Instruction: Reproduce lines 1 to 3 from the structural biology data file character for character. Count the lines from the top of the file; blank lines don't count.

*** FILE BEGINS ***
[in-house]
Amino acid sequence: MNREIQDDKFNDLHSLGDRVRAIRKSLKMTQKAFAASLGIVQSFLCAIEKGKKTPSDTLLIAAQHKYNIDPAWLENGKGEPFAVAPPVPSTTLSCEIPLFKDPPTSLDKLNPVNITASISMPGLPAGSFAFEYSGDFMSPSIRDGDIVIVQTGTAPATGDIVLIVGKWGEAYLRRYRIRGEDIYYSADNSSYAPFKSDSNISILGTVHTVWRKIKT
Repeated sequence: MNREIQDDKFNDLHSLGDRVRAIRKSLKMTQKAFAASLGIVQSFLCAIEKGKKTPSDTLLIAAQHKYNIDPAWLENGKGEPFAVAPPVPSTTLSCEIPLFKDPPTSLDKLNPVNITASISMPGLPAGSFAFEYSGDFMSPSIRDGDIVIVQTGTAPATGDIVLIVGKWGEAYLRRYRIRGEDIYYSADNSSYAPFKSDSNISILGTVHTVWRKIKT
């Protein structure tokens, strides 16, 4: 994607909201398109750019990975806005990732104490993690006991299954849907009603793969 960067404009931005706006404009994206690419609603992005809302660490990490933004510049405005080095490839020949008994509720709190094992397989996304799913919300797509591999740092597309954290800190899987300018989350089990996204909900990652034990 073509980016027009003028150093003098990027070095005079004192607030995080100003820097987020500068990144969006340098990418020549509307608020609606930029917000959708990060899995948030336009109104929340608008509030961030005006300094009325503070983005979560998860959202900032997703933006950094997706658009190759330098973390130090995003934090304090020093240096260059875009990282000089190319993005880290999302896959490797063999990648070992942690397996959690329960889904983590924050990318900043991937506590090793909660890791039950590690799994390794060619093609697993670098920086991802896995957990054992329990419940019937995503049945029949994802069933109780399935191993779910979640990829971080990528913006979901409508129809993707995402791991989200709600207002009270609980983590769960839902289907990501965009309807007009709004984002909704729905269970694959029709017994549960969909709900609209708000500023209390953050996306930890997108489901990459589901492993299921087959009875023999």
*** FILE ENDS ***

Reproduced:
[in-house]
Amino acid sequence: MNREIQDDKFNDLHSLGDRVRAIRKSLKMTQKAFAASLGIVQSFLCAIEKGKKTPSDTLLIAAQHKYNIDPAWLENGKGEPFAVAPPVPSTTLSCEIPLFKDPPTSLDKLNPVNITASISMPGLPAGSFAFEYSGDFMSPSIRDGDIVIVQTGTAPATGDIVLIVGKWGEAYLRRYRIRGEDIYYSADNSSYAPFKSDSNISILGTVHTVWRKIKT
Repeated sequence: MNREIQDDKFNDLHSLGDRVRAIRKSLKMTQKAFAASLGIVQSFLCAIEKGKKTPSDTLLIAAQHKYNIDPAWLENGKGEPFAVAPPVPSTTLSCEIPLFKDPPTSLDKLNPVNITASISMPGLPAGSFAFEYSGDFMSPSIRDGDIVIVQTGTAPATGDIVLIVGKWGEAYLRRYRIRGEDIYYSADNSSYAPFKSDSNISILGTVHTVWRKIKT